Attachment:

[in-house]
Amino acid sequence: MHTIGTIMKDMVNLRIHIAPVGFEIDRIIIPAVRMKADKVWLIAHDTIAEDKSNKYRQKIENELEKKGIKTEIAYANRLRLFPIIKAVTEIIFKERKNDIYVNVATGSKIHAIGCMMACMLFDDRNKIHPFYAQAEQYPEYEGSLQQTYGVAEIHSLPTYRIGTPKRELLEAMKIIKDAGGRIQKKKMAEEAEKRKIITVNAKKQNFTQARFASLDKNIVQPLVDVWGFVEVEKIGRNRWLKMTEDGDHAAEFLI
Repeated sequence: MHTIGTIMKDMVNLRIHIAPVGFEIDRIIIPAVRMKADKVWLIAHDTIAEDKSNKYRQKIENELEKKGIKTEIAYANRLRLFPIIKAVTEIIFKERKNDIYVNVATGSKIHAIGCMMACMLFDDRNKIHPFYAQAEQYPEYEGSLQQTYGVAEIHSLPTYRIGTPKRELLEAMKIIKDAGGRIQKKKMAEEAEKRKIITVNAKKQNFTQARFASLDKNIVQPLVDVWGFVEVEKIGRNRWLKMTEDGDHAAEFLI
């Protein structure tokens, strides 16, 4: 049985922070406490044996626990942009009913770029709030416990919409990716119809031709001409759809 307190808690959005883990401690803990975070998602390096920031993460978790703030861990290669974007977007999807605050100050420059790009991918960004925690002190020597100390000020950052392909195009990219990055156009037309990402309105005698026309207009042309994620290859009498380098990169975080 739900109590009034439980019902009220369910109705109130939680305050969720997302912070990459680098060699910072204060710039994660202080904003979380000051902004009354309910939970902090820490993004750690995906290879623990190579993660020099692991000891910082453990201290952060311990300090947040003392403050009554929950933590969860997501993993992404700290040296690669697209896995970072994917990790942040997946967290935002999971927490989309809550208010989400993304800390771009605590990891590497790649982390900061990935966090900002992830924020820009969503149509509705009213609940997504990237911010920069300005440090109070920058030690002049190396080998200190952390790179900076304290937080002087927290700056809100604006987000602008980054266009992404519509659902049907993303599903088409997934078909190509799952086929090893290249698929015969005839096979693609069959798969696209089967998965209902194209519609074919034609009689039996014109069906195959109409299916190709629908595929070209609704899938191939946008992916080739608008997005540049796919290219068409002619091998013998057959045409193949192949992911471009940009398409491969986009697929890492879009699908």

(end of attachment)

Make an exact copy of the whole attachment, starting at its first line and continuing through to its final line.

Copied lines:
[in-house]
Amino acid sequence: MHTIGTIMKDMVNLRIHIAPVGFEIDRIIIPAVRMKADKVWLIAHDTIAEDKSNKYRQKIENELEKKGIKTEIAYANRLRLFPIIKAVTEIIFKERKNDIYVNVATGSKIHAIGCMMACMLFDDRNKIHPFYAQAEQYPEYEGSLQQTYGVAEIHSLPTYRIGTPKRELLEAMKIIKDAGGRIQKKKMAEEAEKRKIITVNAKKQNFTQARFASLDKNIVQPLVDVWGFVEVEKIGRNRWLKMTEDGDHAAEFLI
Repeated sequence: MHTIGTIMKDMVNLRIHIAPVGFEIDRIIIPAVRMKADKVWLIAHDTIAEDKSNKYRQKIENELEKKGIKTEIAYANRLRLFPIIKAVTEIIFKERKNDIYVNVATGSKIHAIGCMMACMLFDDRNKIHPFYAQAEQYPEYEGSLQQTYGVAEIHSLPTYRIGTPKRELLEAMKIIKDAGGRIQKKKMAEEAEKRKIITVNAKKQNFTQARFASLDKNIVQPLVDVWGFVEVEKIGRNRWLKMTEDGDHAAEFLI
């Protein structure tokens, strides 16, 4: 049985922070406490044996626990942009009913770029709030416990919409990716119809031709001409759809 307190808690959005883990401690803990975070998602390096920031993460978790703030861990290669974007977007999807605050100050420059790009991918960004925690002190020597100390000020950052392909195009990219990055156009037309990402309105005698026309207009042309994620290859009498380098990169975080 739900109590009034439980019902009220369910109705109130939680305050969720997302912070990459680098060699910072204060710039994660202080904003979380000051902004009354309910939970902090820490993004750690995906290879623990190579993660020099692991000891910082453990201290952060311990300090947040003392403050009554929950933590969860997501993993992404700290040296690669697209896995970072994917990790942040997946967290935002999971927490989309809550208010989400993304800390771009605590990891590497790649982390900061990935966090900002992830924020820009969503149509509705009213609940997504990237911010920069300005440090109070920058030690002049190396080998200190952390790179900076304290937080002087927290700056809100604006987000602008980054266009992404519509659902049907993303599903088409997934078909190509799952086929090893290249698929015969005839096979693609069959798969696209089967998965209902194209519609074919034609009689039996014109069906195959109409299916190709629908595929070209609704899938191939946008992916080739608008997005540049796919290219068409002619091998013998057959045409193949192949992911471009940009398409491969986009697929890492879009699908």